Thorax 2001 Jun;56(6):432-7

Enhanced neutrophil response in chronic obstructive pulmonary disease.

Noguera A, Batle S, Miralles C, Iglesias J, Busquets X, MacNee W, Agusti AG
Serveis de Analisis Cliniques, Hospital Universitari Son Dureta, Palma de Mallorca, Spain.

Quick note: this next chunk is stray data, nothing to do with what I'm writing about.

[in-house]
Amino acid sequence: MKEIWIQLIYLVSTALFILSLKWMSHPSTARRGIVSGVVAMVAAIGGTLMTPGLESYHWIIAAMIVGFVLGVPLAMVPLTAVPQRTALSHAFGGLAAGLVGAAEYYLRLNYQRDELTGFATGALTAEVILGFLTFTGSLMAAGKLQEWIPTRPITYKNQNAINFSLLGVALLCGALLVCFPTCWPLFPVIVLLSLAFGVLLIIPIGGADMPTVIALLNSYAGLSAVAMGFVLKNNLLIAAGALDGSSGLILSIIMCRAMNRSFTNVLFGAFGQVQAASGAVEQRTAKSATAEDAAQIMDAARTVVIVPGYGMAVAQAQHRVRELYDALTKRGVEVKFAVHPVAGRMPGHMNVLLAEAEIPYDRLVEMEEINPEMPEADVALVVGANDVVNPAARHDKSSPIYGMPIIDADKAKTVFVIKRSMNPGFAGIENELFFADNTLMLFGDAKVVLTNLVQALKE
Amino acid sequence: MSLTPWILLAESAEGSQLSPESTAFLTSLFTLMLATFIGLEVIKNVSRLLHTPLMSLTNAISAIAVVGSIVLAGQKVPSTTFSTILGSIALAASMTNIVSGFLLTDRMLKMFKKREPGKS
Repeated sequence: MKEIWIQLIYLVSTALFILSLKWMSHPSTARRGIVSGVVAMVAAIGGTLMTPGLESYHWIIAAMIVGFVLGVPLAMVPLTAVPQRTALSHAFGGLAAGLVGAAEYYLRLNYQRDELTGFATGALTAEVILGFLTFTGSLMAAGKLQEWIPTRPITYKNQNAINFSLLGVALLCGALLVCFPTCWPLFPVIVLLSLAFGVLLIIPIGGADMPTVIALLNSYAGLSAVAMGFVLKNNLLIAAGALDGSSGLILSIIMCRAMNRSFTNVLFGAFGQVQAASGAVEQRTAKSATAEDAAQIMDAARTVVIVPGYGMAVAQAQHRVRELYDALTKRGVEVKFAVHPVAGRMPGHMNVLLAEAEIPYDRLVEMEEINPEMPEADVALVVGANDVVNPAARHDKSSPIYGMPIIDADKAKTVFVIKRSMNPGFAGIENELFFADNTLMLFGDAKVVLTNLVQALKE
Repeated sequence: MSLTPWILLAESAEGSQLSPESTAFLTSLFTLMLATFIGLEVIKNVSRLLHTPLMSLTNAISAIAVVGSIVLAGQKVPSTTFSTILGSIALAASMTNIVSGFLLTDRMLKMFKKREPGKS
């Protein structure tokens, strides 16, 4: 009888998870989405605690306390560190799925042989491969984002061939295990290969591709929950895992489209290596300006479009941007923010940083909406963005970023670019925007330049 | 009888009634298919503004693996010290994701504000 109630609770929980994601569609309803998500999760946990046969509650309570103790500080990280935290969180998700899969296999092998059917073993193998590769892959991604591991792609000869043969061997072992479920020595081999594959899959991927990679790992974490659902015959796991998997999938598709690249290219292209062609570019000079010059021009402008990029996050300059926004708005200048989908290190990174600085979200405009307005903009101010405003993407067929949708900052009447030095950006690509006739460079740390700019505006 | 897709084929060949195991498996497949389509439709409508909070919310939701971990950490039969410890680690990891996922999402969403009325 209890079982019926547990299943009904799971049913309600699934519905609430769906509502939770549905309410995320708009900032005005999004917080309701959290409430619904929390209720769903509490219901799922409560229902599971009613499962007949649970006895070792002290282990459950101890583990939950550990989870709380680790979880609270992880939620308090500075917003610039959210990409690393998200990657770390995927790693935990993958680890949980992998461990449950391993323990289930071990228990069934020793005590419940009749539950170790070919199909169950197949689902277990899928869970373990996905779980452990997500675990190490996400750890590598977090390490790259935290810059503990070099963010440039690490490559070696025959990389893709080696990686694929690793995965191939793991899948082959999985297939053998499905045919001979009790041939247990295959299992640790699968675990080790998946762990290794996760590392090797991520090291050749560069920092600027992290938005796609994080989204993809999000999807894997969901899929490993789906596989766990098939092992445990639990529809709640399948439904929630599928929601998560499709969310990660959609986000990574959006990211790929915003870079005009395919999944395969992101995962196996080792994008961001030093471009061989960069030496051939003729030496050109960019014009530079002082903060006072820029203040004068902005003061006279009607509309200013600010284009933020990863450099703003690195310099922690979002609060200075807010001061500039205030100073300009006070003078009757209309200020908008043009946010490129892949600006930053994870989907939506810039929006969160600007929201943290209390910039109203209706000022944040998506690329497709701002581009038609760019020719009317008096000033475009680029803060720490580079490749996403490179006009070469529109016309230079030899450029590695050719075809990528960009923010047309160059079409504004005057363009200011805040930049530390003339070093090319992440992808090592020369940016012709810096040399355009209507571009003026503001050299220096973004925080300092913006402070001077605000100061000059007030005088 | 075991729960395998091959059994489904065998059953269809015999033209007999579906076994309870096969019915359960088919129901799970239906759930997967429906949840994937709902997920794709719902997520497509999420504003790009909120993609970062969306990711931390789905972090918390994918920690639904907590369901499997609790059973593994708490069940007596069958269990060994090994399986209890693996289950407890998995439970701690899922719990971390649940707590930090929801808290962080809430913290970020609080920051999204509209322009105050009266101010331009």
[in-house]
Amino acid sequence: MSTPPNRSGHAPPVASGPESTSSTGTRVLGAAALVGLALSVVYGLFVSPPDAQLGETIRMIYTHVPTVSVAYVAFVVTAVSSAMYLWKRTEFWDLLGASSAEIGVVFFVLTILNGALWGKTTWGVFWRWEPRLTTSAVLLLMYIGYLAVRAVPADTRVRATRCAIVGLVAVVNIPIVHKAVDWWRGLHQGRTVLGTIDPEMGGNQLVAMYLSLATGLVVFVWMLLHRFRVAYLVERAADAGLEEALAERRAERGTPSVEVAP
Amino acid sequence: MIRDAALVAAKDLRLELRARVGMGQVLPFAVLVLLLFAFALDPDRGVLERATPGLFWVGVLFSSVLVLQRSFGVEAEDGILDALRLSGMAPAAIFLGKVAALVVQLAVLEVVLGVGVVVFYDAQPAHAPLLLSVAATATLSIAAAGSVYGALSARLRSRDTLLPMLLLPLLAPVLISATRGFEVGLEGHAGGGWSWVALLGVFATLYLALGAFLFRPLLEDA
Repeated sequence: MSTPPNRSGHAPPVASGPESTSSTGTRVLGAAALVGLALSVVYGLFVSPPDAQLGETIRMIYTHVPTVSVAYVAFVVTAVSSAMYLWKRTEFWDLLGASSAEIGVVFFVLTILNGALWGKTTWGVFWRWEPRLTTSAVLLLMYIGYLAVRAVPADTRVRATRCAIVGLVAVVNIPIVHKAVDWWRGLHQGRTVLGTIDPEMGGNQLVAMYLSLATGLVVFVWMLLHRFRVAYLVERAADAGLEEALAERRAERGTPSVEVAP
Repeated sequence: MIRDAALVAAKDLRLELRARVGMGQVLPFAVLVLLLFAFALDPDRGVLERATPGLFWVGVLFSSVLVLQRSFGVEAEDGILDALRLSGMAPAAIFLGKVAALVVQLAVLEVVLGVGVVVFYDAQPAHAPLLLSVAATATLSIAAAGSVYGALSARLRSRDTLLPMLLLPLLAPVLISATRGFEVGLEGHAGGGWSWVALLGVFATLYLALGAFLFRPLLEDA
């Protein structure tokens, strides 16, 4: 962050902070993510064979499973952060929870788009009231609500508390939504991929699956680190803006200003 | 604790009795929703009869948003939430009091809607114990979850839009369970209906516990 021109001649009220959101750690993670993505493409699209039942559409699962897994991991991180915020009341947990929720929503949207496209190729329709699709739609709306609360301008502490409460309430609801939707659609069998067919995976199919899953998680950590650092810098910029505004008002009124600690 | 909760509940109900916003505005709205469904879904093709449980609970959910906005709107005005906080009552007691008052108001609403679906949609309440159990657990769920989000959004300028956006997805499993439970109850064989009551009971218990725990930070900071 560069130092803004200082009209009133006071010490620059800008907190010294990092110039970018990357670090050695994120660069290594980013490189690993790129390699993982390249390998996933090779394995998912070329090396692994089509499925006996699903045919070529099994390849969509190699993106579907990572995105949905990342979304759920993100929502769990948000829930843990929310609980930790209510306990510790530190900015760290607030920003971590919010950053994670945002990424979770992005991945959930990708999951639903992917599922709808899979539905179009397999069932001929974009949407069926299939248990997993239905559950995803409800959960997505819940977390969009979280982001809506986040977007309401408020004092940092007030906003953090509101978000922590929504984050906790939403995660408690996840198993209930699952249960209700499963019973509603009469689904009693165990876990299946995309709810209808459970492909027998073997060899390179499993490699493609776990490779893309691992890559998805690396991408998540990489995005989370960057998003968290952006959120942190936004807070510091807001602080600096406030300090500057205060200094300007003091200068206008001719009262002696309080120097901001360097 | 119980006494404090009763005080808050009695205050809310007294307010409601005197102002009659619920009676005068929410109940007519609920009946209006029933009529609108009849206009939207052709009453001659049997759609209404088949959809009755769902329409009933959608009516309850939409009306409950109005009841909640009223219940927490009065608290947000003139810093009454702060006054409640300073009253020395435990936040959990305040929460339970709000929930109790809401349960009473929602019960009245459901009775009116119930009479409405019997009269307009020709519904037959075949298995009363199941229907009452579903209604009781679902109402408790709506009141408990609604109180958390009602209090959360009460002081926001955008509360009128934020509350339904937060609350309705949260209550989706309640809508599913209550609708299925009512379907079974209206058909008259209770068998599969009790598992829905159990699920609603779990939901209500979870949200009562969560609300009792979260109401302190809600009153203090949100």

BACKGROUND: Neutrophils are likely to play a major role in the inflammatory response seen in chronic obstructive pulmonary disease (COPD). This study sought to address the hypothesis that an enhanced neutrophil response to proinflammatory agents in COPD may contribute to their recruitment and activation in the lungs. METHODS: Circulating neutrophils were obtained from 10 patients with COPD, eight long term smokers with normal lung function, and eight healthy never smoking controls. The in vitro production of reactive oxygen species (ROS) was measured by the NADPH oxidase method (respiratory burst) and the surface expression of several adhesion molecules (Mac-1, LFA-1 and L-selectin) was measured by flow cytometry. Measurements were obtained under basal conditions and after stimulation with phorbol myristate acetate (PMA) and tumour necrosis factor alpha (TNFalpha). mRNA levels of p22-phox (a subunit of NADPH oxidase) and Mac-1 (CD11b) were also determined by reverse transcriptase polymerase chain reaction (RT-PCR). RESULTS: Patients with COPD showed enhanced respiratory burst compared with smokers with normal lung function, both under basal conditions (mean (SE) fluorescence intensity (MFI) 15.1 (0.5) v 11.6 (0.5); mean difference -3.4 (95% CI of the difference -5.1 to -1.8), p<0.01) and after PMA stimulation (MFI 210 (7) v 133 (10); mean difference -77 (95% CI of the difference -102 to -52), p<0.01). Mac-1 surface expression was also enhanced in patients with COPD, both under basal conditions (MFI 91 (5) v 45 (3); mean difference -46 (95% CI of the difference -61 to -31), p<0.001) and after stimulation with TNFalpha (MFI 340 (15) v 263 (11); mean difference -77 (95% CI of the difference -119 to -34), p=0.001). These differences were also apparent when patients with COPD were compared with non-smokers (p<0.05). The mRNA levels of p22-phox and Mac-1 (CD11b) were similar in patients with COPD and smokers with normal lung function, suggesting that the observed differences were due to post-transcriptional regulation. CONCLUSIONS: These results demonstrate an enhanced neutrophil response to proinflammatory agents in patients with COPD which may contribute to their enhanced recruitment and activation in the lungs of these patients. These findings support those of other studies which have indicated that the neutrophil is likely to play a major role in the pathogenesis of this disease.